The third speaker for “No,” Anthony Dillon, an indigenous ACU academic, questioned whether the Voice would make any difference to disadvantage and spoke of tough decisions that need to be made about remote communities. “When we look at the architects of the proposed indigenous voice, all of them, I have a great deal of respect for Langton, Calma, Pearson, Davis, and Anderson, are high achievers; undoubtedly, there is no doubt about that. But they’ve all got to where they are without the Voice, without a treaty because their fundamental needs were met.

“They were given opportunities to contribute to society; they connected with other people. They abided by a good moral code that didn’t shut themselves off from other people. And they become high achievers without the Voice. So I believe they should be using their voices to tell their disadvantaged brothers, sisters and cousins, ‘Hey, you can have what I have.’…

“It’s typically in the remote areas where you have the problems. And Stan Grant himself said that eight years ago, we need to seriously consider moving those people to where the opportunities are. So if you can open the opportunities to the people, then you bring the people to where the opportunities are so that they can have what I’ve got, what he’s had, and what the architects of the voice have had. As Noel Pearson said many years ago, you should be either ‘earning or learning,’ working or in school. And we know that’s what makes a difference. That’s what closes the gap.”

He added, “To meet that need that I talked about, especially in remote communities, is very challenging, there is no doubt about it, it is very challenging. And I’m not just saying you need to rip up people in remote communities; we need, for some of them, a sense of effective strategy. If those communities are viable, then yes, we need to invest in them. But that’s all hard work. That’s pretty hard work.”

In response, “Yes” speaker Mandy Jones said, “There are disasters in remote areas. Some of them are the way that schools operate.” Pointing out that better consultation could help, she said, “A lot of kids going to school in remote communities speak the local language. … They don’t seem, teachers that have been trained to teach kids that speak a language other than English, they just send normal teachers. What effect do you think that has? That’s a clever thing to do.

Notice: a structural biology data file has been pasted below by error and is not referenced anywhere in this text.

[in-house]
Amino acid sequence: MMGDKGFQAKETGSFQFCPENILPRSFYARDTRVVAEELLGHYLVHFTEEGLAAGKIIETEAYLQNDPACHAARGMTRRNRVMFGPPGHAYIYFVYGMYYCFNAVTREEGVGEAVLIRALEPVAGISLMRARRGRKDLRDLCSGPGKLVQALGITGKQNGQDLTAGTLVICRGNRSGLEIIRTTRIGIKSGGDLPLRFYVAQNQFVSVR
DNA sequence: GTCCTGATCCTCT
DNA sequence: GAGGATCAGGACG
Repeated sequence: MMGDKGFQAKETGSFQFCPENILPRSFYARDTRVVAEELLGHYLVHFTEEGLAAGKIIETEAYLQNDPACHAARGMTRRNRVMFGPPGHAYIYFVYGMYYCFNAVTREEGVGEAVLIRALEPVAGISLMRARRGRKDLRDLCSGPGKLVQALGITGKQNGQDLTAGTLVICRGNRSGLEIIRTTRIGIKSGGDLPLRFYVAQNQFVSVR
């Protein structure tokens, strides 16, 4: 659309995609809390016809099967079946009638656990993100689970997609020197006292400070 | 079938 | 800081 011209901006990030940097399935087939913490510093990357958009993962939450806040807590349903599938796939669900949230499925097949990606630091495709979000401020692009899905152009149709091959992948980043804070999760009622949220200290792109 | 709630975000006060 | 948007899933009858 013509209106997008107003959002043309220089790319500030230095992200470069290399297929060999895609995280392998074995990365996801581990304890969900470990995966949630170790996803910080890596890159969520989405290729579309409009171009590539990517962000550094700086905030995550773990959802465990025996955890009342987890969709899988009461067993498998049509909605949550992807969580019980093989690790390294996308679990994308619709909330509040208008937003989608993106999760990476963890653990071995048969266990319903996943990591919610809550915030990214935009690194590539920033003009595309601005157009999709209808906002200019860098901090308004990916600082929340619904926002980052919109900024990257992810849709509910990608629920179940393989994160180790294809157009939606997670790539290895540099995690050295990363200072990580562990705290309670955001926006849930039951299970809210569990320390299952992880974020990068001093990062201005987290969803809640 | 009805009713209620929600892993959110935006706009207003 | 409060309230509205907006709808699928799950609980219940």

“There are a whole lot of things that happen in remote communities where the fathers are there. There are plenty of families with their fathers there who love their kids and want the best for them. We know many intelligent people; we know successful people. But there is still a lot of dysfunction around.

“I mean, Michael [Duckett] is a great person; I admire him greatly. He’s, in a sense, successful that he sees lots of people on our team that are struggling. That’s what it’s like in remote communities too.
“I just want to say something about where I have seen a consultative process work. James Watt is a teacher, and they initially thought he would never be a proper teacher because you need to do the TIA Qualifications, which is a nightmare for anyone. But it turns out you can do a skill set. So he’s now a qualified teacher. 

“He’s Christian. He has been a Christian for quite a long time – he became a Christian because his mother, his mother’s side, his mother, sisters, and his mother prayed for a long time. He has an understanding of the gospel of grace, and he has an understanding of culture. He can bring those things together, just as we need to; we need to bring our culture, which says ‘money is good’; It says ‘I am important;’ without faith. These people are doing the same. 

“Since James has contributed to our classes, things have improved out of sight. Because his teachers, when I was there, understood so much more about what was happening. That made a huge difference.”

Note: the speakers were speaking as individuals, not representing institutions they belong to as far as The Other Cheek is aware

Image: 3 Flags of Oz Credit: Leonard J Matthews

One Comment

  1. Note that the actual words of the proposed amendment to create the indigenous “voice” to parliament do not contain any spiritual language at all.